The only glaring omission is my beloved CoCo. However, Bill receives a pass on that one since he saw to it (along with Boisy Pitre) that the CoCo received a book of it’s own. :)

The information provided for each platform is pretty complete as well: including approximate sales figures for each console; some of the most popular games for each console; development information; and much more. While not necessarily included in complete coverage, some left out systems do get a special mention. The Sega Master System, Sega Saturn, and Nintendo’s Virtual Boy and several others receive a mention. While they also may get a mention, the complete coverage does not extend to the Xbox 360, PS3 and newer game systems. After all, the title does include the word VINTAGE.

Overall, Vintage Game Consoles is a very well written book. Since it doesn’t include all game consoles, I’m sure there will be disappointed people somewhere complaining that their favorite system was left out. To that I’d say, get a life. I’d image the authors set out to write a concise and informative book about the consoles they deemed to be the most influential ones in the history of the video game industry – not a complete, phone book sized video game system reference. Too that end, they have succeeded in a spectacular fashion.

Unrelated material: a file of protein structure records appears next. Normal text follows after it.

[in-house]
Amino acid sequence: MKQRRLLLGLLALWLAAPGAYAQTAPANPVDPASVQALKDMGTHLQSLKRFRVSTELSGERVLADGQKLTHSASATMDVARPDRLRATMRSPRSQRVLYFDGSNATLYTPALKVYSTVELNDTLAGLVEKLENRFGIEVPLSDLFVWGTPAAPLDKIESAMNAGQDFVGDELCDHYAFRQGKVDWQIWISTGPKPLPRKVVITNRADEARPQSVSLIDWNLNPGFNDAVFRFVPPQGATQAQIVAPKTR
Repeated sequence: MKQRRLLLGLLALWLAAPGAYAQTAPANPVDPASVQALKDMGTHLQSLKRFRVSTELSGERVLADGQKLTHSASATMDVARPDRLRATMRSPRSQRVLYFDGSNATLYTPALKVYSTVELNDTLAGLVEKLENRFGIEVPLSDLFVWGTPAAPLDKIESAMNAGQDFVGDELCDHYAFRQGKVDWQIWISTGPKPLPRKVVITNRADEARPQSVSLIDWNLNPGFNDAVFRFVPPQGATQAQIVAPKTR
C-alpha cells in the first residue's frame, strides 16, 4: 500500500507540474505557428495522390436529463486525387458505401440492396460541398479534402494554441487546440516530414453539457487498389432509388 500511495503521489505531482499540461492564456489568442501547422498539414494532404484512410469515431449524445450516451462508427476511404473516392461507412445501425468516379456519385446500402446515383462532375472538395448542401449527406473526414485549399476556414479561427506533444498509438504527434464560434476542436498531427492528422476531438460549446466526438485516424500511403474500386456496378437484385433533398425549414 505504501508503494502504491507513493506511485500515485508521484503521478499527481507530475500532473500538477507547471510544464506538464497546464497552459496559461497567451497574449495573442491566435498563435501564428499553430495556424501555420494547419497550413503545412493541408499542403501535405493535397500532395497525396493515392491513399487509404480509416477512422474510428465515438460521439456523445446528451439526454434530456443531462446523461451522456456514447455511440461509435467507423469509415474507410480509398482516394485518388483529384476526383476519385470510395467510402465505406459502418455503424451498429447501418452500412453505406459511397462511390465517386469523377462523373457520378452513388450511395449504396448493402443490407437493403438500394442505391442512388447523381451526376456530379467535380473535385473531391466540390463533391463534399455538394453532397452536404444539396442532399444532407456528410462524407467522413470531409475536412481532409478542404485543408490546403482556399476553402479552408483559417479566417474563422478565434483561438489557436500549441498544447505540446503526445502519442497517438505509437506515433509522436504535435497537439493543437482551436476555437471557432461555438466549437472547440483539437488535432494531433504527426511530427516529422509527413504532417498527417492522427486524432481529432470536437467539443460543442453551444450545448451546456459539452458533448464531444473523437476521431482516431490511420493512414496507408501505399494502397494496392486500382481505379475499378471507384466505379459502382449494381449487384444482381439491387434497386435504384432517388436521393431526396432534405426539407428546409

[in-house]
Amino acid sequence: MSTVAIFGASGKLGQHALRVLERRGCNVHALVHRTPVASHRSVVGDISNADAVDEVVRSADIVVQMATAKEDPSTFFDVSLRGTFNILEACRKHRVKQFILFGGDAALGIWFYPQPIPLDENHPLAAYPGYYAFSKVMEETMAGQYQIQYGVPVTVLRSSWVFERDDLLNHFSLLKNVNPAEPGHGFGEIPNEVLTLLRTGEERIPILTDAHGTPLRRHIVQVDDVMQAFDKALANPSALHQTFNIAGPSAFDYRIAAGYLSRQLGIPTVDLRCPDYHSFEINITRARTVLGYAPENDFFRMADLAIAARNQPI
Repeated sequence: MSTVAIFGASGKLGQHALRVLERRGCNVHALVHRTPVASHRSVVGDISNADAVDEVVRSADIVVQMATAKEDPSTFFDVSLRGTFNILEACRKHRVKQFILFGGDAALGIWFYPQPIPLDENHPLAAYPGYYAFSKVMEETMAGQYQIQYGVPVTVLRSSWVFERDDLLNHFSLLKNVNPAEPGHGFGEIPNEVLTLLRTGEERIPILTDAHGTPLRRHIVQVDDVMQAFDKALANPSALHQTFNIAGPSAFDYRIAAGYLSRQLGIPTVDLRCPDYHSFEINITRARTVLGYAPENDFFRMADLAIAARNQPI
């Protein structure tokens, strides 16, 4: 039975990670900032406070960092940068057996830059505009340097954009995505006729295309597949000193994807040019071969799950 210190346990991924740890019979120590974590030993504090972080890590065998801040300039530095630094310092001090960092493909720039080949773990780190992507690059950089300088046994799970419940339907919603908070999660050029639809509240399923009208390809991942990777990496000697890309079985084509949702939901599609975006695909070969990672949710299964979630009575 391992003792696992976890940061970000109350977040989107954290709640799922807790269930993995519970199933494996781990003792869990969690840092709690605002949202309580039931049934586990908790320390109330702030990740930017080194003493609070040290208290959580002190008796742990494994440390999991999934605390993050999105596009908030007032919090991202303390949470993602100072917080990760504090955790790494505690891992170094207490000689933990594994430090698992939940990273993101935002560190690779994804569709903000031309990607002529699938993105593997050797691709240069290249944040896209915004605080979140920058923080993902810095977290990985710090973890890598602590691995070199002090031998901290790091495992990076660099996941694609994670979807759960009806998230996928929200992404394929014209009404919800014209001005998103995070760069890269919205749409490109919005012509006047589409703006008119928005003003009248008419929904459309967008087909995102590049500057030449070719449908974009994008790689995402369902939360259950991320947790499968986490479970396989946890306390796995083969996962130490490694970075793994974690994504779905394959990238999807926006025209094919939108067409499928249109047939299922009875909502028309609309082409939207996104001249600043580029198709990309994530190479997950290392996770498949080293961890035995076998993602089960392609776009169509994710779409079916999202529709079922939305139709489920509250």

Vintage Game Consoles is an easy to read, historical account of some pretty awesome game systems for their respective eras. If you are a die-hard video game junkie, or just a casual player; or if you just want to relive some fun childhood moments, this is a very good book to do that with. Regardless of your favorite platform, there should easily be something here for everyone.

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Another Repair

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No idea if this will show up well, but,  there’s a green wire where one ordinarily wouldn’t be. That repairs the solder pad I damaged when I removed the 6809.

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Getting ready to run Donkey Kong.

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Donkey Kong loaded from a DrivePak.

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It’s ALIVE!!!!

Well, my parts can in from Jameco yesterday. Naturally, this morning I set out to make the repairs to hopefully bring this Basket Case back to life.

The socketed 74LS245N - one problem fixed

The socketed 74LS245N – one problem fixed

First thing I did was solder the socket into place. This picture was taken after my first attempted test – which included forgetting to place a fresh 74LS245N INTO the socket… guess I was too excited…

Bottom of the board trace repair second problem fixed

Bottom of the board trace repair second problem fixed